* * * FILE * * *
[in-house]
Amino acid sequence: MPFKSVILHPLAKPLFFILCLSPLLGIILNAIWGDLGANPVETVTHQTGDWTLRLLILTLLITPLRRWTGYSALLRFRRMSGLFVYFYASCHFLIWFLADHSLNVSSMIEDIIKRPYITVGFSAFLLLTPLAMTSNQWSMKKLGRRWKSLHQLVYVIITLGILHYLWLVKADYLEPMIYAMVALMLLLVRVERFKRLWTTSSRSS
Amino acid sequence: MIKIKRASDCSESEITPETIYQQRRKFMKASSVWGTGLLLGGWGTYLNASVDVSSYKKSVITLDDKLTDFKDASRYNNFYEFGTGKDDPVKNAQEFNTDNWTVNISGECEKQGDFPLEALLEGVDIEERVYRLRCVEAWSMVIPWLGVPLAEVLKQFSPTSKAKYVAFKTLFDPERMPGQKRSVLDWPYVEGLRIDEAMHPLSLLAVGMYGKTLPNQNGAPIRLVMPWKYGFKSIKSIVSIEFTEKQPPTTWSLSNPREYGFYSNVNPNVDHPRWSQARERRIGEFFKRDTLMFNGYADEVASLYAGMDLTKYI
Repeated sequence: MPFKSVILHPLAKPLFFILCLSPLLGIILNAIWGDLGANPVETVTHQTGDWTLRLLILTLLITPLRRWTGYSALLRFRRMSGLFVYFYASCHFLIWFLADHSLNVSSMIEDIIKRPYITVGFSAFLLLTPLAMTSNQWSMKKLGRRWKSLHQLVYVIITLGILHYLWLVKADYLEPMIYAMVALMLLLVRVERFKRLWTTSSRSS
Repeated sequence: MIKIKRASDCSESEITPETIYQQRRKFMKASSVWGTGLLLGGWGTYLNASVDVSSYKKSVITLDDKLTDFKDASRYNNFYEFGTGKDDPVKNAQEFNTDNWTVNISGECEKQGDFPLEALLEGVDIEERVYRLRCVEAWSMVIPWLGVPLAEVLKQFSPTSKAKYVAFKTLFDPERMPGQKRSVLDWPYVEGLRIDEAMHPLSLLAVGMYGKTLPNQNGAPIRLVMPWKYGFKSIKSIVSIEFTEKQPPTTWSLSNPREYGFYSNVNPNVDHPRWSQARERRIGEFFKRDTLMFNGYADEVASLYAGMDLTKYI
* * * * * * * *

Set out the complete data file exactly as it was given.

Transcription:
[in-house]
Amino acid sequence: MPFKSVILHPLAKPLFFILCLSPLLGIILNAIWGDLGANPVETVTHQTGDWTLRLLILTLLITPLRRWTGYSALLRFRRMSGLFVYFYASCHFLIWFLADHSLNVSSMIEDIIKRPYITVGFSAFLLLTPLAMTSNQWSMKKLGRRWKSLHQLVYVIITLGILHYLWLVKADYLEPMIYAMVALMLLLVRVERFKRLWTTSSRSS
Amino acid sequence: MIKIKRASDCSESEITPETIYQQRRKFMKASSVWGTGLLLGGWGTYLNASVDVSSYKKSVITLDDKLTDFKDASRYNNFYEFGTGKDDPVKNAQEFNTDNWTVNISGECEKQGDFPLEALLEGVDIEERVYRLRCVEAWSMVIPWLGVPLAEVLKQFSPTSKAKYVAFKTLFDPERMPGQKRSVLDWPYVEGLRIDEAMHPLSLLAVGMYGKTLPNQNGAPIRLVMPWKYGFKSIKSIVSIEFTEKQPPTTWSLSNPREYGFYSNVNPNVDHPRWSQARERRIGEFFKRDTLMFNGYADEVASLYAGMDLTKYI
Repeated sequence: MPFKSVILHPLAKPLFFILCLSPLLGIILNAIWGDLGANPVETVTHQTGDWTLRLLILTLLITPLRRWTGYSALLRFRRMSGLFVYFYASCHFLIWFLADHSLNVSSMIEDIIKRPYITVGFSAFLLLTPLAMTSNQWSMKKLGRRWKSLHQLVYVIITLGILHYLWLVKADYLEPMIYAMVALMLLLVRVERFKRLWTTSSRSS
Repeated sequence: MIKIKRASDCSESEITPETIYQQRRKFMKASSVWGTGLLLGGWGTYLNASVDVSSYKKSVITLDDKLTDFKDASRYNNFYEFGTGKDDPVKNAQEFNTDNWTVNISGECEKQGDFPLEALLEGVDIEERVYRLRCVEAWSMVIPWLGVPLAEVLKQFSPTSKAKYVAFKTLFDPERMPGQKRSVLDWPYVEGLRIDEAMHPLSLLAVGMYGKTLPNQNGAPIRLVMPWKYGFKSIKSIVSIEFTEKQPPTTWSLSNPREYGFYSNVNPNVDHPRWSQARERRIGEFFKRDTLMFNGYADEVASLYAGMDLTKYI